This year's collection of six-year minor-league free agents isn't particularly striking one way or the other. But as a laboratory for the freely-available theorem, it's worth asking: What kind of team can we put together using only minor-league FAs? Not a very good one, since the idea of using these players is to paper over isolated weaknesses and not field an entire team. But this will provide a glimpse of what's out there and who's making use of this source of talent. Here are the best of the 546 players that are or were at one time available this winter.

Read the full article...

Cast your vote for this year's Hall of Fame class.

Welcome to the 2002 edition of the STATLG-L Internet Hall of Fame! As listowner of STATLG-L, the "Baseball (and lesser sports) discussion list", I've been running an online Hall of Fame vote since 1991. For the first eight years, it operated strictly through our email list. This is now the fourth year we've been doing this here on the Baseball Prospectus website ... I suppose we must be "regulars" in the BP rotation by this time.

As far as I can tell, this is still the only public-access Hall of Fame balloting found anywhere. While members of the Baseball Writers Association of America use little more than their fading memories and baseball-card stats to make their choices, we BP readers can look at the candidates from the perspective of EqA, RARP, SNWL, TPR, and the like. This year, Win Shares has added still another form of analytic ammunition to our collection of weapons. With all this information at our disposal, we can do a far better job of sorting through the candidates than those besotted BBWAA members, can't we?

Or can we? During our existence, the STATLG-L voters have produced results that are often quite congruent with those of the writers. For example, we were no better advocates for Ron Santo than were the writers. Here is a year-to-year comparison between the real BBWAA results and those of the STATLG-L voters (note that "year" refers to the time of voting, not the induction ceremony):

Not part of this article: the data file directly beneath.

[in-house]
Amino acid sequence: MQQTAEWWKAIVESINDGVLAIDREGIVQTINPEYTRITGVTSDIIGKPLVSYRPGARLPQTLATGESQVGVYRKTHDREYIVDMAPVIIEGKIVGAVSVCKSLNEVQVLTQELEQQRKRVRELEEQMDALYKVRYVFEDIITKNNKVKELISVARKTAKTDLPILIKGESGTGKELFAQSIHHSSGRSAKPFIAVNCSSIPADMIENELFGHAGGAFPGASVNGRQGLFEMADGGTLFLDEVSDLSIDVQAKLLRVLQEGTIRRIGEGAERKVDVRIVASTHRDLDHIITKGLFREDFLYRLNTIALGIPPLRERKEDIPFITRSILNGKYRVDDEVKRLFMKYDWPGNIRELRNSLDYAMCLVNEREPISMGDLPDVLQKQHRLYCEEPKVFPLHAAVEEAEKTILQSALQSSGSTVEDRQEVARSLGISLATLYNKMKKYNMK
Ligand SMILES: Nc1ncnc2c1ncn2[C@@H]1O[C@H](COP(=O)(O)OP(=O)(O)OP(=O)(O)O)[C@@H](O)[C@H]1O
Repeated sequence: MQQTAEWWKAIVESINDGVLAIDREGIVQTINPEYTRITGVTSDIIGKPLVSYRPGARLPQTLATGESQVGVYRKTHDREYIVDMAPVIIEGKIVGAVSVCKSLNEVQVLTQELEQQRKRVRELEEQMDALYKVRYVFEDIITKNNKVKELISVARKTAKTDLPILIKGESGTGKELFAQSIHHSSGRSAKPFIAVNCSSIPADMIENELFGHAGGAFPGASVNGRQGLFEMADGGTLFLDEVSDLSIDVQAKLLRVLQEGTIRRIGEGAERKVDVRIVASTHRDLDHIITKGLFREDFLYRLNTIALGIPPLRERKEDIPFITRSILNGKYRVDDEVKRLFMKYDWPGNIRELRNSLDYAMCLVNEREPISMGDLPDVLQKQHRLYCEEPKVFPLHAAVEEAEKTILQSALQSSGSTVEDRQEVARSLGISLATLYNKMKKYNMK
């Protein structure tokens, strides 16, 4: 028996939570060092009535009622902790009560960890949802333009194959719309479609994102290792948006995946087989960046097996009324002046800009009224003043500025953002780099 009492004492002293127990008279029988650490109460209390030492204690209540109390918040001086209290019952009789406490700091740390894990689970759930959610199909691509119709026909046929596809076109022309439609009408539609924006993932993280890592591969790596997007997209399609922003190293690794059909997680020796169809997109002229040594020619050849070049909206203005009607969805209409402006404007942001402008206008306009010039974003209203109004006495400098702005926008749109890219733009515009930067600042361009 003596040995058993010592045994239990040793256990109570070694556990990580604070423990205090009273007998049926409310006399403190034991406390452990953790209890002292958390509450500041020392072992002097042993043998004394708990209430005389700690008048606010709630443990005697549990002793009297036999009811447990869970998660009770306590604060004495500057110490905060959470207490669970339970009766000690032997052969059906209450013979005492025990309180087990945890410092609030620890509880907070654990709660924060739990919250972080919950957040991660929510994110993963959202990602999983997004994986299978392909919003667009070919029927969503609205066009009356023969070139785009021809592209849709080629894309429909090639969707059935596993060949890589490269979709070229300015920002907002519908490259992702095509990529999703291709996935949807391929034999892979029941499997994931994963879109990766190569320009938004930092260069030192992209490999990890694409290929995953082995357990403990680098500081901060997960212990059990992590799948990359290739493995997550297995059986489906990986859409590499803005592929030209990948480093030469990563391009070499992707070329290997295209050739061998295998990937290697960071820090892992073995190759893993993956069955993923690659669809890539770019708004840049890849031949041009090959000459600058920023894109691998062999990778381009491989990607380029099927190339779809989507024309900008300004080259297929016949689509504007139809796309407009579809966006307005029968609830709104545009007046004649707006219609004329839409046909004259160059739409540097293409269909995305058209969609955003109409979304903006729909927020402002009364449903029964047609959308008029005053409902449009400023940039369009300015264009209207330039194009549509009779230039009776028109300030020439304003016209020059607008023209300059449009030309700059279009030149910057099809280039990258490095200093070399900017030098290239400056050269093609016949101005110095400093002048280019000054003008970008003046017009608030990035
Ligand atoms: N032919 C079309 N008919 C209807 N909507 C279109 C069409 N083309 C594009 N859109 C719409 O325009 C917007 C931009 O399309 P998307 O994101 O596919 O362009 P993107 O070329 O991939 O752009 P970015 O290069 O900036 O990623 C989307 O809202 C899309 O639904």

Year BBWAA result STATLG-L result 1991 Tom Seaver Tom Seaver Rollie Fingers Rollie Fingers 1992 Reggie Jackson Reggie Jackson 1993 Steve Carlton Steve Carlton 1994 Mike Schmidt Mike Schmidt 1995 (none) Phil Niekro 1996 Phil Niekro Phil Niekro 1997 Don Sutton (none) 1998 Nolan Ryan George Brett George Brett Nolan Ryan Robin Yount Robin Yount Carlton Fisk 1999 Carlton Fisk (none) Tony Perez 2000 Dave Winfield Dave Winfield Kirby Puckett 2001 Ozzie Smith Ozzie Smith Gary Carter

The STATLG-L Hall of Fame vote operates using rules as close to those of the BBWAA as I can make them. The rules are straightforward - choose the players you feel belong in the Hall of Fame from the same candidates who have been put before the BBWAA. You can vote for any number up to ten, including zero. If you can submit a blank ballot, it will count toward the denominator. You can't write in the name of anyone who doesn't appear on the official ballot ... fans of Mariano Duncan, Greg Gagne, Kevin Gross, Mark Gubicza, Ron Karkovice, Joe Orsulak, Jody Reed, Don Slaught, or John Smiley should send their protests and petitions to BBWAA Screening Committee, not me or BP.

When the voting ends, right around the end of the year, any player whose name appears on at least 75% of all submitted ballots is "elected." Voting ends Friday, January 3, 2003, and the results will be announced on January 6, the day before the Hall of Fame announces the real results.

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Scot Hughes analyzes the rest of Montreal's roster, which will probably be filled with players who are not yet arbitration-eligible.

Part One

The rest of the roster will probably be filled with players who are not yet arbitration-eligible. Taking into account the increase in minimum salary and the players available to the Expos, the other 14 spots will be filled with guys like Tomo Ohka, Scott Stewart, T.J. Tucker, Brad Wilkerson, Jose Macias, Brian Schneider, Endy Chavez, Jim Brower and possibly an inexpensive veteran or two (like Andres Galarraga, Troy O'Leary and Wil Cordero in 2002). Figure an average salary of $0.5M or so for each of the remaining 14 roster spots, and that's $7M more, for a total of $56M.

So Minaya has a likely budget of $40M, and a projected payroll of $56M or so. What does he do?

Minaya has to cut about $16M in payroll. There are some salaries on the roster that could be cut without hurting the on-field product all that much. Unfortunately, Fernando Tatis is the biggest albatross on the Expos payroll, but I think his $6M is basically untradeable, at least not without the Expos paying a big chunk of his salary or accepting an equally bad contract in return. But we'll give Minaya the benefit of the doubt, and assume he can unload Tatis and half of his contract (but doesn't acquire anything of value in return). $3M in savings.

The Expos also have reasonably good depth in terms of candidates for the back end of the rotation and the bullpen (Sun Woo Kim, Zach Day, Matt Blank, Dickey Gonzalez, Dan Smith, Britt Reames, etc). Given that, it makes sense that they showed Masato Yoshii the door, and they'll probably do the same with Matt Herges. $4M more in savings.

At this point, the easy, relatively painless cuts are gone, and Minaya still has to clear $9M in payroll. He's got 2 options at this point: